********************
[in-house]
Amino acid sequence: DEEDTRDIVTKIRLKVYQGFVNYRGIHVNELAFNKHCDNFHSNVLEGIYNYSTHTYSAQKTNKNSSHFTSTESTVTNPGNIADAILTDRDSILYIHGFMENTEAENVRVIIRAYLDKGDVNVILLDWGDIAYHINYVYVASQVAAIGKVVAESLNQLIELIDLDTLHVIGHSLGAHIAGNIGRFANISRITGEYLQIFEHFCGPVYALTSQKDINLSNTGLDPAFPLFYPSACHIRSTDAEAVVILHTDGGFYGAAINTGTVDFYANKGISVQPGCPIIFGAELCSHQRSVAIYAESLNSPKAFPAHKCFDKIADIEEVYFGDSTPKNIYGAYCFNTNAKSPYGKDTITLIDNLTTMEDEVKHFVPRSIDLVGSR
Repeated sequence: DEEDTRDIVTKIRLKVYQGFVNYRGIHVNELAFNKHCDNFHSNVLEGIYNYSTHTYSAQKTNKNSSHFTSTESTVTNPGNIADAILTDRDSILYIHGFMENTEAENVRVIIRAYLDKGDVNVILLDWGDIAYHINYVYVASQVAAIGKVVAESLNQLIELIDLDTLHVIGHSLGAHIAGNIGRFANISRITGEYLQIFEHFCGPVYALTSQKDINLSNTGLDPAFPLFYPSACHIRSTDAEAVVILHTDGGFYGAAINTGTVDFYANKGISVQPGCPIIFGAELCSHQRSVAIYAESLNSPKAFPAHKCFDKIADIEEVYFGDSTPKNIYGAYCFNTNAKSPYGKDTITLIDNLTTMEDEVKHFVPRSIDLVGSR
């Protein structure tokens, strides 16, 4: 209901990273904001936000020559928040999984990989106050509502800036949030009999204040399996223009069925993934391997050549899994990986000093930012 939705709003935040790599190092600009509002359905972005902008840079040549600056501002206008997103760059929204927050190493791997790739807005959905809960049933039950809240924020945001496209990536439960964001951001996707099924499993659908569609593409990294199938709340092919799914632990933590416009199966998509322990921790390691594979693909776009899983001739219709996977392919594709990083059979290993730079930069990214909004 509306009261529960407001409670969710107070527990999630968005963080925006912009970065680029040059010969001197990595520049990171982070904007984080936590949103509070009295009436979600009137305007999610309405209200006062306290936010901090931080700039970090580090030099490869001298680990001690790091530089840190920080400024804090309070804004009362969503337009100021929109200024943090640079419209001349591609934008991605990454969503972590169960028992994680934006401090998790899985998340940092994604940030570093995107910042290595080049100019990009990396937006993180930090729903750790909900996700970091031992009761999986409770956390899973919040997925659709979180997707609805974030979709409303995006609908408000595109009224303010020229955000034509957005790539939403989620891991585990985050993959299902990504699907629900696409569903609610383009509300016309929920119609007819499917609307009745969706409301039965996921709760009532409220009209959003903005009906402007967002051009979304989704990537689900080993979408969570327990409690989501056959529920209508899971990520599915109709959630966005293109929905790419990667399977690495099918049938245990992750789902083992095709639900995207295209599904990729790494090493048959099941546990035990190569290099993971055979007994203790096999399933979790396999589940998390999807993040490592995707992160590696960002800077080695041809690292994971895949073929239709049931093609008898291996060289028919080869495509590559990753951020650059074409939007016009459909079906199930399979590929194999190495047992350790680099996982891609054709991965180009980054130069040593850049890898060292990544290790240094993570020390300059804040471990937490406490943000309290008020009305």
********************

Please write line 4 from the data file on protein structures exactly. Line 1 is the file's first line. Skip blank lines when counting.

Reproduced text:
């Protein structure tokens, strides 16, 4: 209901990273904001936000020559928040999984990989106050509502800036949030009999204040399996223009069925993934391997050549899994990986000093930012 939705709003935040790599190092600009509002359905972005902008840079040549600056501002206008997103760059929204927050190493791997790739807005959905809960049933039950809240924020945001496209990536439960964001951001996707099924499993659908569609593409990294199938709340092919799914632990933590416009199966998509322990921790390691594979693909776009899983001739219709996977392919594709990083059979290993730079930069990214909004 509306009261529960407001409670969710107070527990999630968005963080925006912009970065680029040059010969001197990595520049990171982070904007984080936590949103509070009295009436979600009137305007999610309405209200006062306290936010901090931080700039970090580090030099490869001298680990001690790091530089840190920080400024804090309070804004009362969503337009100021929109200024943090640079419209001349591609934008991605990454969503972590169960028992994680934006401090998790899985998340940092994604940030570093995107910042290595080049100019990009990396937006993180930090729903750790909900996700970091031992009761999986409770956390899973919040997925659709979180997707609805974030979709409303995006609908408000595109009224303010020229955000034509957005790539939403989620891991585990985050993959299902990504699907629900696409569903609610383009509300016309929920119609007819499917609307009745969706409301039965996921709760009532409220009209959003903005009906402007967002051009979304989704990537689900080993979408969570327990409690989501056959529920209508899971990520599915109709959630966005293109929905790419990667399977690495099918049938245990992750789902083992095709639900995207295209599904990729790494090493048959099941546990035990190569290099993971055979007994203790096999399933979790396999589940998390999807993040490592995707992160590696960002800077080695041809690292994971895949073929239709049931093609008898291996060289028919080869495509590559990753951020650059074409939007016009459909079906199930399979590929194999190495047992350790680099996982891609054709991965180009980054130069040593850049890898060292990544290790240094993570020390300059804040471990937490406490943000309290008020009305």